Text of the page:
Chuck: Oh, wow. Well, so one, and I discovered this well into my writing but it was an aha moment. One is, you’re not crazy. And I think there’s so many people who are in the orbit of a narcissistic leader. There’s a sense that there’s something wrong with me or I’m crazy. And sometimes, I just need to say, you’re not crazy. I think this is real. I think you’re onto something. That’s one, I think another one, and this is going to be like, “Duh.” But you’re limited. I’m limited. I think I talked about it in the book. I love the season of lent. I love Ash Wednesday because I love to be reminded that we were dust, and to dust we shall return, and that’s good news. We are beloved dust. I don’t need to be extraordinary. You don’t need to be extraordinary.

Chuck: God uses us in our vulnerability, and in our weakness, and in our limitations, and in our ordinariness. So, and I think that that’s good news. If we can get back to that, I know that there’s a lot mitigating against that, especially with the culture of narcissism that we’re living in. But if we can raise again the dignity of the pastoral call, and vocation as one that is very ordinary. Like the guy I talked to a couple of hours ago who I mentioned, who’s pastoring a congregation of 40, and feels like it’s not enough to realize that what a beautiful call, location, opportunity, you have to care for them. And so, those are a couple of things, I’m sure I could see a whole lot more but I’m really grateful. You both have lots of really good questions that I want to get to know you more now.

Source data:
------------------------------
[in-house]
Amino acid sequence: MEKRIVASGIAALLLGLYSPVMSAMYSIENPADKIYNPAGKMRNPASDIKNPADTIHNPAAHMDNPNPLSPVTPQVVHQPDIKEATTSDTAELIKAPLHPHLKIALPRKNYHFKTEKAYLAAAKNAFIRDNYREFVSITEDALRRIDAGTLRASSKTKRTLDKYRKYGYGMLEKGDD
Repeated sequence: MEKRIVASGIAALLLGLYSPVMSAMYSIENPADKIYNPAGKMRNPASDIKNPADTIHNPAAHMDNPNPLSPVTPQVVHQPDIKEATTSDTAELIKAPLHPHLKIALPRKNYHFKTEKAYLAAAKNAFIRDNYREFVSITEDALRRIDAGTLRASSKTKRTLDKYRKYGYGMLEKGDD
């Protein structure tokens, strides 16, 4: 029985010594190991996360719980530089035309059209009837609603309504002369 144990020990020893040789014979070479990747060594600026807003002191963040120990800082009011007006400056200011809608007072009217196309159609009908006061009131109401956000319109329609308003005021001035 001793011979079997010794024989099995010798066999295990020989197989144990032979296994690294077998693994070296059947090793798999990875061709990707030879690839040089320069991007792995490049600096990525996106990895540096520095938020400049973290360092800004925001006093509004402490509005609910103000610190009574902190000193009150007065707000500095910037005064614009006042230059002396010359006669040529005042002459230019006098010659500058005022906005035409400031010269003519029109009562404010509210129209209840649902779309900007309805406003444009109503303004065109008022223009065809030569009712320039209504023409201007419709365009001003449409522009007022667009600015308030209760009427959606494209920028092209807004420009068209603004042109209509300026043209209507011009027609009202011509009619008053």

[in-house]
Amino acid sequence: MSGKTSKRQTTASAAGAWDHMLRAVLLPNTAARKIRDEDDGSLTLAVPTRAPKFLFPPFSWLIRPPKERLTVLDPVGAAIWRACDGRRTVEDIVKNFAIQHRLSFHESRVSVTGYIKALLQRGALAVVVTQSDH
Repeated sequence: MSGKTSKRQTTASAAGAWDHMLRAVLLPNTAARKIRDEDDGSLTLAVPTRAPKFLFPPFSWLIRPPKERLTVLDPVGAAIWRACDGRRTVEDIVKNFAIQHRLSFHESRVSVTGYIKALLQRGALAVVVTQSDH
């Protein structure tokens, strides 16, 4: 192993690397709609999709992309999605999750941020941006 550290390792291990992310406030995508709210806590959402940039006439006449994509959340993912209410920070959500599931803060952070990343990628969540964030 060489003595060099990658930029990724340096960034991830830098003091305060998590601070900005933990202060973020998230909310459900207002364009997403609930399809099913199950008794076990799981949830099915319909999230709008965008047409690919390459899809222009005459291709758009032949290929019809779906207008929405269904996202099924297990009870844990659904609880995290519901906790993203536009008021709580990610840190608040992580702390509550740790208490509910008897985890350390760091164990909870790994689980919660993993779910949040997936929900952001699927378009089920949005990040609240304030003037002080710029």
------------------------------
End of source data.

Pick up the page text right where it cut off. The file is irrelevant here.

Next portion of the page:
Jon: Yeah. Well, I plan on following you on social media here in a minute so, we can connect. I would love that. Dr. Reid, thank you for joining us. You’re always brilliant. You’re always awesome. And I’m so honored that you’re on faculty here. Appreciate you so much. And Dr. DeGroat, thank you again for coming on. I feel like we’re friends now. Maybe I should just make you my therapist. That’s what I should do. That’s how we can get to know each other.

Chuck: Then come shovel for me.

Jon: That’s right. Well, thank you so much. To all of our listeners, thank you. Whether you’re a leader in the local church or in ministry or in the marketplace, we pray that this podcast blesses you, and encourages you, and challenges you. And thank you for listening. We’re praying for you, and all of the work you’re doing for the Kingdom. Thank you again for listening, and we will see you next time.

Church InTension
Church InTensionhttps://church-intension.simplecast.com
The Church InTension podcast is a place to have healthy conversations about areas of tension and the intentions of the Church. Hosted by Dr. Jon Chasteen and powered by The King's University and Gateway Church.